S.3115 - Next Generation 9-1-1 Preservation Act of 2010111th Congress (2009-2010)
|Sponsor:||Sen. Klobuchar, Amy [D-MN] (Introduced 03/15/2010)|
|Committees:||Senate - Commerce, Science, and Transportation|
|Latest Action:||03/15/2010 Read twice and referred to the Committee on Commerce, Science, and Transportation. (All Actions)|
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Summary: S.3115 — 111th Congress (2009-2010)All Bill Information (Except Text)
Introduced in Senate (03/15/2010)
Next Generation 9-1-1 Preservation Act of 2010 - Revises provisions of the National Telecommunications and Information Administration Organization Act to provide for matching grants (with a federal share of up to 80%) to eligible entities for: (1) the implementation and operation of E-911 services, migration to an IP-enabled emergency network, and adoption and operation of Next Generation 9-1-1 services and applications; (2) the implementation of IP-enabled emergency services and applications enabled by Next Generation 9-1-1 services, including the establishment of IP backbone networks and the application layer software infrastructure needed to interconnect the multitude of emergency response organizations; and (3) training in 9-1-1 services of public safety personnel, including call-takers, first responders, and other individuals and organizations who are part of the emergency response chain.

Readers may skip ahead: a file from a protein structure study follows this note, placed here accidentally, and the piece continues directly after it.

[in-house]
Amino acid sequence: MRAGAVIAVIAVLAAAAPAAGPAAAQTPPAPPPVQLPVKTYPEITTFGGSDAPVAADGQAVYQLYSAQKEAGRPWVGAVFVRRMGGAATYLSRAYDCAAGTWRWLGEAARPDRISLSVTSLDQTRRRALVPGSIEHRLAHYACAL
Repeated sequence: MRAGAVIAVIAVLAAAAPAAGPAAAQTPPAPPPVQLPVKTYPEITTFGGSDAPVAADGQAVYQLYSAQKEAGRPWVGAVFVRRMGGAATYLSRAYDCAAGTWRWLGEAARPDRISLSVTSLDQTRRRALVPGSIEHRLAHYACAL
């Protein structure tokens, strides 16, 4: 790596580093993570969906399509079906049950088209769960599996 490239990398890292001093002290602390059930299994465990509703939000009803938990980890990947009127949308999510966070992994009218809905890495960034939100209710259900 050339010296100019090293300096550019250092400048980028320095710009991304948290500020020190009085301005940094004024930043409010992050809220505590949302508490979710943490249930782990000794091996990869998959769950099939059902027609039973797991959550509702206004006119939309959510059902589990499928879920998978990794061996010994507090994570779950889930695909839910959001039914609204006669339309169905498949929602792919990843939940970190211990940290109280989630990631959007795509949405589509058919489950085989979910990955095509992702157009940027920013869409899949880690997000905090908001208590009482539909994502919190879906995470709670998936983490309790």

Defines "9-1-1 services" as service including both E-911 services and Next Generation 9-1-1 services. Defines "Next Generation 9-1-1 services" to mean an IP-based system comprised of hardware, software, data, and operational policies and procedures that: (1) provides standardized interfaces from emergency call and message services to support emergency communications; (2) processes all types of emergency calls, including voice, data, and multimedia information; (3) acquires and integrates additional emergency call data useful to call routing and handling; (4) delivers the emergency calls, messages, and data to the appropriate public safety answering point and other appropriate emergency entities; (5) supports data or video communications needs for coordinated incident response and management; or (6) provides broadband service to public safety answering points or other first responder entities.
Requires a report to Congress from: (1) the Administrator of General Services (GSA) identifying the 9-1-1 capabilities of the multi-line telephone system in use by all federal agencies in all federal buildings and properties; and (2) the Comptroller General (GAO) concerning sate and local use of 9-1-1 service charges.